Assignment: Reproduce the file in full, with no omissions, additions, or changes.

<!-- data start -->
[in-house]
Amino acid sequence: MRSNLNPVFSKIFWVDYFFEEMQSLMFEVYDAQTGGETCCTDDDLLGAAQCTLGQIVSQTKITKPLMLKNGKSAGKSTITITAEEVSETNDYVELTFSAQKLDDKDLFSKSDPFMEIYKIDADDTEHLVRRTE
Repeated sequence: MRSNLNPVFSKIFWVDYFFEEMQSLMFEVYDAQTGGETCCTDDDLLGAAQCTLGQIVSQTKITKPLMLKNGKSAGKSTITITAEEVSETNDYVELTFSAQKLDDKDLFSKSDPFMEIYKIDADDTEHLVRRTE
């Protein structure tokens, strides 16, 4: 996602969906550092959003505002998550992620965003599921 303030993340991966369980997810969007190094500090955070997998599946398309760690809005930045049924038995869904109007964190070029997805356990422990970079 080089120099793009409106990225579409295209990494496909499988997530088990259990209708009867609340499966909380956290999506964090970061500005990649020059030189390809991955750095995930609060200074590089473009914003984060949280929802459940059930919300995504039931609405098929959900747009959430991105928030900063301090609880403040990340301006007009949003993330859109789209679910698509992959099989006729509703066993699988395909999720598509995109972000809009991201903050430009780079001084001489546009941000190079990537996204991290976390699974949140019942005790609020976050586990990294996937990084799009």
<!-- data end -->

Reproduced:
[in-house]
Amino acid sequence: MRSNLNPVFSKIFWVDYFFEEMQSLMFEVYDAQTGGETCCTDDDLLGAAQCTLGQIVSQTKITKPLMLKNGKSAGKSTITITAEEVSETNDYVELTFSAQKLDDKDLFSKSDPFMEIYKIDADDTEHLVRRTE
Repeated sequence: MRSNLNPVFSKIFWVDYFFEEMQSLMFEVYDAQTGGETCCTDDDLLGAAQCTLGQIVSQTKITKPLMLKNGKSAGKSTITITAEEVSETNDYVELTFSAQKLDDKDLFSKSDPFMEIYKIDADDTEHLVRRTE
């Protein structure tokens, strides 16, 4: 996602969906550092959003505002998550992620965003599921 303030993340991966369980997810969007190094500090955070997998599946398309760690809005930045049924038995869904109007964190070029997805356990422990970079 080089120099793009409106990225579409295209990494496909499988997530088990259990209708009867609340499966909380956290999506964090970061500005990649020059030189390809991955750095995930609060200074590089473009914003984060949280929802459940059930919300995504039931609405098929959900747009959430991105928030900063301090609880403040990340301006007009949003993330859109789209679910698509992959099989006729509703066993699988395909999720598509995109972000809009991201903050430009780079001084001489546009941000190079990537996204991290976390699974949140019942005790609020976050586990990294996937990084799009």